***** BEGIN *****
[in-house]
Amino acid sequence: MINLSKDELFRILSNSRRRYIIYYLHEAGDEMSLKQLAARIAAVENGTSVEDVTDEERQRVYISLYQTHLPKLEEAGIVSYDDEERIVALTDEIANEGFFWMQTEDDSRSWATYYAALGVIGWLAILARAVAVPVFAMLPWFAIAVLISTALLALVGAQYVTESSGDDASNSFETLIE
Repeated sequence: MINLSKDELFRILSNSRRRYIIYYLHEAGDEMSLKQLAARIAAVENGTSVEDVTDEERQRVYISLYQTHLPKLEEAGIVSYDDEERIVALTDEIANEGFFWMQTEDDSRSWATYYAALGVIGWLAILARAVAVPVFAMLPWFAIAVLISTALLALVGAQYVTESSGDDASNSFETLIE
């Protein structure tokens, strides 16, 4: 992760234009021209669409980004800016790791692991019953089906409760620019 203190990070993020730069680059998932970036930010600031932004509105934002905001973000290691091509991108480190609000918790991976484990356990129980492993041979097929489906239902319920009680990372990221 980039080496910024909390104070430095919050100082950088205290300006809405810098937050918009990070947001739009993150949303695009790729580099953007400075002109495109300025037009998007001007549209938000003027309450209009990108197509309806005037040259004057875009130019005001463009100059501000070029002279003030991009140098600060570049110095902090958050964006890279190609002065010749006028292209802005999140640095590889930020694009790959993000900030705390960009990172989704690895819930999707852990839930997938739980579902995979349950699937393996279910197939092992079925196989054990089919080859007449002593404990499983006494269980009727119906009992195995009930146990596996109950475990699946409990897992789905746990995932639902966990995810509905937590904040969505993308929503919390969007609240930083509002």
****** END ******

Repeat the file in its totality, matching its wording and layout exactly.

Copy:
[in-house]
Amino acid sequence: MINLSKDELFRILSNSRRRYIIYYLHEAGDEMSLKQLAARIAAVENGTSVEDVTDEERQRVYISLYQTHLPKLEEAGIVSYDDEERIVALTDEIANEGFFWMQTEDDSRSWATYYAALGVIGWLAILARAVAVPVFAMLPWFAIAVLISTALLALVGAQYVTESSGDDASNSFETLIE
Repeated sequence: MINLSKDELFRILSNSRRRYIIYYLHEAGDEMSLKQLAARIAAVENGTSVEDVTDEERQRVYISLYQTHLPKLEEAGIVSYDDEERIVALTDEIANEGFFWMQTEDDSRSWATYYAALGVIGWLAILARAVAVPVFAMLPWFAIAVLISTALLALVGAQYVTESSGDDASNSFETLIE
């Protein structure tokens, strides 16, 4: 992760234009021209669409980004800016790791692991019953089906409760620019 203190990070993020730069680059998932970036930010600031932004509105934002905001973000290691091509991108480190609000918790991976484990356990129980492993041979097929489906239902319920009680990372990221 980039080496910024909390104070430095919050100082950088205290300006809405810098937050918009990070947001739009993150949303695009790729580099953007400075002109495109300025037009998007001007549209938000003027309450209009990108197509309806005037040259004057875009130019005001463009100059501000070029002279003030991009140098600060570049110095902090958050964006890279190609002065010749006028292209802005999140640095590889930020694009790959993000900030705390960009990172989704690895819930999707852990839930997938739980579902995979349950699937393996279910197939092992079925196989054990089919080859007449002593404990499983006494269980009727119906009992195995009930146990596996109950475990699946409990897992789905746990995932639902966990995810509905937590904040969505993308929503919390969007609240930083509002």